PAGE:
Boeing Completes Demonstration of Full Mission Simulation for Joint Strike Fighter
The Boeing Joint Strike Fighter (JSF) program has completed the first in a series of full mission simulation demonstrations for the company's operational aircraft concept. Using advanced real-time technology, the simulation demonstrates the characteristics of the Boeing JSF in an integrated and operational mission environment.
"Having this capability available for our customer early in the design phase exemplifies the technologies and value-added approach Boeing is using to develop this aircraft," said Frank Statkus, Boeing JSF program manager. "The pilots fly the simulation in a real-time environment, and can then provide our team with instantaneous feedback relative to our design concept, reducing the overall system development time and cost."
Located at the Developmental Center near Boeing Field in Seattle, the full mission simulation is a significant step toward satisfying three critical proposal technology requirements:
- onboard/offboard data fusion
- single seat cockpit and pilot vehicle interface
- warfighting capability
Using a piloted-dome environment, all three technologies are demonstrated within real-time mission scenarios provided by the government. Several of the demonstrated weapon system characteristics that will be on the operational aircraft include mission management functions, sensor modeling and tasking, data communication, radar simulation, functionality and display formats, and operations within the government's System-of-Systems.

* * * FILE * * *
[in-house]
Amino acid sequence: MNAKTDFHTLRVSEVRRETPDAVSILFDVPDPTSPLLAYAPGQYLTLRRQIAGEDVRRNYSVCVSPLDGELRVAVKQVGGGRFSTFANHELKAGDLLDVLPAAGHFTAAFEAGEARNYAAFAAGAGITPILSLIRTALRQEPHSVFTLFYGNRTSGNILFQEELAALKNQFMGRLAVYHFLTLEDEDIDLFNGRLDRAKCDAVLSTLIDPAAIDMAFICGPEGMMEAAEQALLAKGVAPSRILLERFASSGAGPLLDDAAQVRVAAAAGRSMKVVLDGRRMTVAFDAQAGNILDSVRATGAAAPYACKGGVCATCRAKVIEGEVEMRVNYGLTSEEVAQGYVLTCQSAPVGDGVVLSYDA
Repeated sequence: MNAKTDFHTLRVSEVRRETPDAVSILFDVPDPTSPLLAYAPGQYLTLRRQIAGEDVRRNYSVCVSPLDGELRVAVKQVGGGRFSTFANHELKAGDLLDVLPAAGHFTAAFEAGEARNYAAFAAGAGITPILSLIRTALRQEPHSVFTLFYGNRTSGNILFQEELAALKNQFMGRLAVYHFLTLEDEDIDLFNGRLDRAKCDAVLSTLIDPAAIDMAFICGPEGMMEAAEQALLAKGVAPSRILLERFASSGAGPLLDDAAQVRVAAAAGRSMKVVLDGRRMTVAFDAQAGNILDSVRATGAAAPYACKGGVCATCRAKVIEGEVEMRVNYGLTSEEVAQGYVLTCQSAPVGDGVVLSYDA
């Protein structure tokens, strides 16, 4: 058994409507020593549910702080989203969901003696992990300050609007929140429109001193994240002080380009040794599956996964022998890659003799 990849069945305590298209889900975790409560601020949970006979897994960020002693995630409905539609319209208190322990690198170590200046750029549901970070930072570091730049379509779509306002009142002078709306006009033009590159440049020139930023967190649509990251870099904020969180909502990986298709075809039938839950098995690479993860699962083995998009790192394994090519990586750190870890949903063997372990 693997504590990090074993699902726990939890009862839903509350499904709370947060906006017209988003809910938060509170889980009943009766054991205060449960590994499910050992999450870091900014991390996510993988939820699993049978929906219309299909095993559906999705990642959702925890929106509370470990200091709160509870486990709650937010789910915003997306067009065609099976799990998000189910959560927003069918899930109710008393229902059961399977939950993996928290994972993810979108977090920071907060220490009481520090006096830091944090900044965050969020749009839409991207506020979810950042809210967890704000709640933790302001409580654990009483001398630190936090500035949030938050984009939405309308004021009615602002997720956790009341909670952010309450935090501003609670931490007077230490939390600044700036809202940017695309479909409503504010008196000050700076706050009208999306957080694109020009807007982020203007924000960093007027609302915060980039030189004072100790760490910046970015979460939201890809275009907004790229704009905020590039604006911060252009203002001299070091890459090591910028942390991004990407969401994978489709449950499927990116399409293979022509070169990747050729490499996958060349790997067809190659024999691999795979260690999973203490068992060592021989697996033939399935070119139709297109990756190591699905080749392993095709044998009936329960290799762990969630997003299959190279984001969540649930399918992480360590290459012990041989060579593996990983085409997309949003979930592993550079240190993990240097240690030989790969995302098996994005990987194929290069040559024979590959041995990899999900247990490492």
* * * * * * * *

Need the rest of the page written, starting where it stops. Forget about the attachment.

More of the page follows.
The simulation is the first of four sequentially scheduled simulator-based demonstrations that will occur during the current Concept Demonstration Phase (CDP) of the program. During the four-year CDP contract, Boeing is demonstrating critical technologies, processes and system attributes for the company's JSF. Boeing also is defining a multi-service operational aircraft, known as the Preferred Weapon System Concept (PWSC), for the Engineering and Manufacturing Development (EMD) phase of the JSF program. Each simulation will build on the preceding model to refine operational capabilities that coincide with design and requirement changes in the Boeing PWSC.
"Our primary objectives for establishing the full mission simulator are twofold," said Dennis Muilenburg, Boeing JSF weapons systems analysis and integration team manager. "First, we wanted to provide our customer pilots with an evaluation mechanism that fits within the System-of-Systems environment. Second, we wanted to take data from their collective mission sequences and factor that information directly into our PWSC development. So far, both objectives are being met with tremendous success."
Boeing recently hosted a team of eight pilots representing the U.S. armed services and UK Royal Navy for a week-long training and evaluation session relative to the PWSC. The company also is conducting extensive trade studies and effectiveness evaluations during simulator operations to augment the reduction of risk during later phases of the program, and to ensure that affordability and operational performance requirements are met.
Boeing is one of two companies competing to build the next-generation strike fighter. In addition to defining the PWSC, Boeing also is building two JSF X-32 demonstrator aircraft. One aircraft will demonstrate characteristics of the Air Force's conventional takeoff and landing and the Navy's carrier-based variants. The second aircraft will demonstrate the short take-off and vertical landing variant envisioned for use by the U.S. Marine Corps and the Royal Navy.
A JSF CDP competition winner will be selected in 2001, with actual fighter deployment set for 2008.